New Research From Clinical Psychological Science

Reports of Recovered Memories of Abuse in Therapy in a Large Age-Representative U.S. National Sample: Therapy Type and Decade Comparisons
Lawrence Patihis and Mark H. Pendergrast

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To investigate the prevalence of memories of abuse being recovered in psychotherapy, Patihis and Pendergast surveyed patients about the duration and type of treatment they received, whether their therapists had discussed the possibility that they had repressed memories of abuse in childhood, and whether they had retrieved memories of being abused. Of 1,082 participants, 122 reported having recovered a memory of abuse. They were then asked how, where, and in what form they remember the abuse occurring, and whether they had cut off contact with family members. Twenty percent of the participants reported that their therapist had discussed the possibility of them repressing memories; this occurred in all types of therapies but mostly for those who started therapy in the 1990s. When the therapist had discussed the possibility of repressed memories, participants were 20 times more likely to report the recovery of such memories. The recovered memories most frequently reported involved emotional abuse, followed by physical abuse, and then sexual abuse, recalled as flashbacks both inside and outside of a therapy session. The recovered memory frequently resulted in cutting off contact with family members. The authors discuss the potential hazards of claimed memory recovery.

Reflections on Recovered Memories: Comment on Patihis and Pendergrast (2018)
Steven Jay Lynn, Harald Merckelbach, and Craig P. Polizzi

Patihis and Pendergrast showed that patients’ recovered memories increased as therapists discussed with them the possibility of recovering memories. In this comment, Lynn and colleagues agree with Patihis and Pendergrast’s skepticism about recovered memories and express concern about their accuracy and aftereffects. Moreover, Lynn et al. add that the assumption of a link between traumatic experiences and dissociative disorders is particularly problematic. They suggest that recovered memories could be studied and classified as a function of how the memories were recovered and interpreted, and that researchers could examine the procedures used by therapists who believe in repressed memories. Lynn and colleagues also recommend that therapists provide their clients with informed consent regarding the potential adverse effects of recovered memories and suggestive techniques.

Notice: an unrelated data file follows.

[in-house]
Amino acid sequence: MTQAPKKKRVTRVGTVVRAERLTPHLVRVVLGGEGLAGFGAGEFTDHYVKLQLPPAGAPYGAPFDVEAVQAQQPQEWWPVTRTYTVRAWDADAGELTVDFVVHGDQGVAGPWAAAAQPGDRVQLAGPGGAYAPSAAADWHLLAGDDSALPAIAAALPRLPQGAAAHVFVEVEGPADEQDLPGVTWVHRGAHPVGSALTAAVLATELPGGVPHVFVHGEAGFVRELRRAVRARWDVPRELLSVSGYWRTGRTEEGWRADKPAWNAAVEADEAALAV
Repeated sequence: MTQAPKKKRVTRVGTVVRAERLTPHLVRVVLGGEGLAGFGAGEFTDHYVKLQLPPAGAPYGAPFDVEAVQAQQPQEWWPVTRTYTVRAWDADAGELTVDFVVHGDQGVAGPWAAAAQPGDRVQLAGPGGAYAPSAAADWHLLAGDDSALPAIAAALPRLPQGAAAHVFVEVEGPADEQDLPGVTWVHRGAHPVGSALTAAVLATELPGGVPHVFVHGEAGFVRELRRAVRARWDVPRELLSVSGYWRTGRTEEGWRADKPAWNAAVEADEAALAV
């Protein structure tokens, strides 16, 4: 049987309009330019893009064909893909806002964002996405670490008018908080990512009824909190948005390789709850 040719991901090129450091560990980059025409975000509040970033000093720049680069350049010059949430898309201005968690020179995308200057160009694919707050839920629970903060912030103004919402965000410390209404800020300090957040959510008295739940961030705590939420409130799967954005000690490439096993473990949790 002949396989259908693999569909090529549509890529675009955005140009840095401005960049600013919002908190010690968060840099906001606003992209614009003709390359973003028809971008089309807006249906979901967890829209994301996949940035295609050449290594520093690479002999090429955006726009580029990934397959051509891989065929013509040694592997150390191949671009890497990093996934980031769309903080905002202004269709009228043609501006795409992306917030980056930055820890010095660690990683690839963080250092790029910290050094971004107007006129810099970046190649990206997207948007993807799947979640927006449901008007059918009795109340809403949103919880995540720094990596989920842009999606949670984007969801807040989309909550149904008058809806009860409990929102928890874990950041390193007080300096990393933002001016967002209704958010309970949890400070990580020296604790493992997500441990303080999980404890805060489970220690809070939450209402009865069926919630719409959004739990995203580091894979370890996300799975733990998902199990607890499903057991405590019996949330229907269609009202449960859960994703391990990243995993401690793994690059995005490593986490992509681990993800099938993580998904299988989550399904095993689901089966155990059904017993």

Invasion of the Mind Snatchers: A Nation Full of Traumatic Memories
Elizabeth F. Loftus and Jennifer Teitcher

Commenting on Patihis and Pendergrast’s survey suggesting that millions of people may have recovered memories of traumatic events because of psychotherapy, Loftus and Teitcher highlight the risks of recovering memories that are false and the potential risks of recovering real traumatic memories for patients who had spent most of their lives not thinking about those traumatic experiences. Patients that recover traumatic memories may become suicidal or engage in self-mutilation. The authors also believe that simply giving information about the potential hazards of recovered memories as part of informed consent may harm the patient. Therapists and researchers must consider how to ensure patients are actually better off after remembering traumatic events, even when they indeed happened.